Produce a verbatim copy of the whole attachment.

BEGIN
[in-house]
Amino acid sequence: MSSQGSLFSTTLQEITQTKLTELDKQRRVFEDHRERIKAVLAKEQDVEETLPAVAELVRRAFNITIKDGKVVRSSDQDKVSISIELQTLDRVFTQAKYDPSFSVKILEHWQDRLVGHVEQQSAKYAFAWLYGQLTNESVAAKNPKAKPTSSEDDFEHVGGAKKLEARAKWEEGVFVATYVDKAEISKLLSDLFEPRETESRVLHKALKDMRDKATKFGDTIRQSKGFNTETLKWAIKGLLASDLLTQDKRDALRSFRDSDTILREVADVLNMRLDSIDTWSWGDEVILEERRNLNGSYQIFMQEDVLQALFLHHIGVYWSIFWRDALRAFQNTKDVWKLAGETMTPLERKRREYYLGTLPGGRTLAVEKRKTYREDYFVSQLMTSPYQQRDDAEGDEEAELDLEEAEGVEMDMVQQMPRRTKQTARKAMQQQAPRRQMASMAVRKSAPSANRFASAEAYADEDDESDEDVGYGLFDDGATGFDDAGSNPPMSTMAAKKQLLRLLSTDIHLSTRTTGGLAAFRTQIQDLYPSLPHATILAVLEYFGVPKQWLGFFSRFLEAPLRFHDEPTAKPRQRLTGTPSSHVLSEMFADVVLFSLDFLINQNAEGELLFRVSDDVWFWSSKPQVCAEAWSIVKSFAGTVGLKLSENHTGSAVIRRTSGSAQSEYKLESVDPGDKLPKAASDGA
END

[in-house]
Amino acid sequence: MSSQGSLFSTTLQEITQTKLTELDKQRRVFEDHRERIKAVLAKEQDVEETLPAVAELVRRAFNITIKDGKVVRSSDQDKVSISIELQTLDRVFTQAKYDPSFSVKILEHWQDRLVGHVEQQSAKYAFAWLYGQLTNESVAAKNPKAKPTSSEDDFEHVGGAKKLEARAKWEEGVFVATYVDKAEISKLLSDLFEPRETESRVLHKALKDMRDKATKFGDTIRQSKGFNTETLKWAIKGLLASDLLTQDKRDALRSFRDSDTILREVADVLNMRLDSIDTWSWGDEVILEERRNLNGSYQIFMQEDVLQALFLHHIGVYWSIFWRDALRAFQNTKDVWKLAGETMTPLERKRREYYLGTLPGGRTLAVEKRKTYREDYFVSQLMTSPYQQRDDAEGDEEAELDLEEAEGVEMDMVQQMPRRTKQTARKAMQQQAPRRQMASMAVRKSAPSANRFASAEAYADEDDESDEDVGYGLFDDGATGFDDAGSNPPMSTMAAKKQLLRLLSTDIHLSTRTTGGLAAFRTQIQDLYPSLPHATILAVLEYFGVPKQWLGFFSRFLEAPLRFHDEPTAKPRQRLTGTPSSHVLSEMFADVVLFSLDFLINQNAEGELLFRVSDDVWFWSSKPQVCAEAWSIVKSFAGTVGLKLSENHTGSAVIRRTSGSAQSEYKLESVDPGDKLPKAASDGA